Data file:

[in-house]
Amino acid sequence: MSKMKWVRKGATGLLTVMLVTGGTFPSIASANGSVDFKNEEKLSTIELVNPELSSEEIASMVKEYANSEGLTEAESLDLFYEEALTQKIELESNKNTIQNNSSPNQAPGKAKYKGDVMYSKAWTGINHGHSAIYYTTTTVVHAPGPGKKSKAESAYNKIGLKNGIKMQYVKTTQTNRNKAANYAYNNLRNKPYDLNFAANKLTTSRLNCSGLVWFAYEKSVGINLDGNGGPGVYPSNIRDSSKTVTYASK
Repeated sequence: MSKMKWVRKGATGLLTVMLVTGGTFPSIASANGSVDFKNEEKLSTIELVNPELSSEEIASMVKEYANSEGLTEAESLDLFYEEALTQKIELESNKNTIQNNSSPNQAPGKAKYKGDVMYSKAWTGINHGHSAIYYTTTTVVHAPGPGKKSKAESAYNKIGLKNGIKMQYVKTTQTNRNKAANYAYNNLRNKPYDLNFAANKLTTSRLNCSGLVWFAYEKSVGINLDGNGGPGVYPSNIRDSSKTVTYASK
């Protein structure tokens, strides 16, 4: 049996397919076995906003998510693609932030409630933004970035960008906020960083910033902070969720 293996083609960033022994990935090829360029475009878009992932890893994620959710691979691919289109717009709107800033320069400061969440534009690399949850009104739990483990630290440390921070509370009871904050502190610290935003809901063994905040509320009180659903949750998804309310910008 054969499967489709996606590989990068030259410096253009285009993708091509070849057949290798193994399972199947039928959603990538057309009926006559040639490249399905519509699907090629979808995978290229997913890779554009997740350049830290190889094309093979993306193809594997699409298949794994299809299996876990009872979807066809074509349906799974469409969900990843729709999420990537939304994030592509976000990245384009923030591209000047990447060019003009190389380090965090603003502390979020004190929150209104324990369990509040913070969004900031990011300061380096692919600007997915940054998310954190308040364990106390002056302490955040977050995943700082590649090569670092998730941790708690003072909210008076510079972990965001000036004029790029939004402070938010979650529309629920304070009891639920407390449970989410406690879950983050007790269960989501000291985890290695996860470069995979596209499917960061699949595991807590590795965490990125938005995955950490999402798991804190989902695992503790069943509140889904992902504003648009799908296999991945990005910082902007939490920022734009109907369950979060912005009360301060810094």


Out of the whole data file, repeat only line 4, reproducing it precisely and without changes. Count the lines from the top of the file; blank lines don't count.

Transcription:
């Protein structure tokens, strides 16, 4: 049996397919076995906003998510693609932030409630933004970035960008906020960083910033902070969720 293996083609960033022994990935090829360029475009878009992932890893994620959710691979691919289109717009709107800033320069400061969440534009690399949850009104739990483990630290440390921070509370009871904050502190610290935003809901063994905040509320009180659903949750998804309310910008 054969499967489709996606590989990068030259410096253009285009993708091509070849057949290798193994399972199947039928959603990538057309009926006559040639490249399905519509699907090629979808995978290229997913890779554009997740350049830290190889094309093979993306193809594997699409298949794994299809299996876990009872979807066809074509349906799974469409969900990843729709999420990537939304994030592509976000990245384009923030591209000047990447060019003009190389380090965090603003502390979020004190929150209104324990369990509040913070969004900031990011300061380096692919600007997915940054998310954190308040364990106390002056302490955040977050995943700082590649090569670092998730941790708690003072909210008076510079972990965001000036004029790029939004402070938010979650529309629920304070009891639920407390449970989410406690879950983050007790269960989501000291985890290695996860470069995979596209499917960061699949595991807590590795965490990125938005995955950490999402798991804190989902695992503790069943509140889904992902504003648009799908296999991945990005910082902007939490920022734009109907369950979060912005009360301060810094």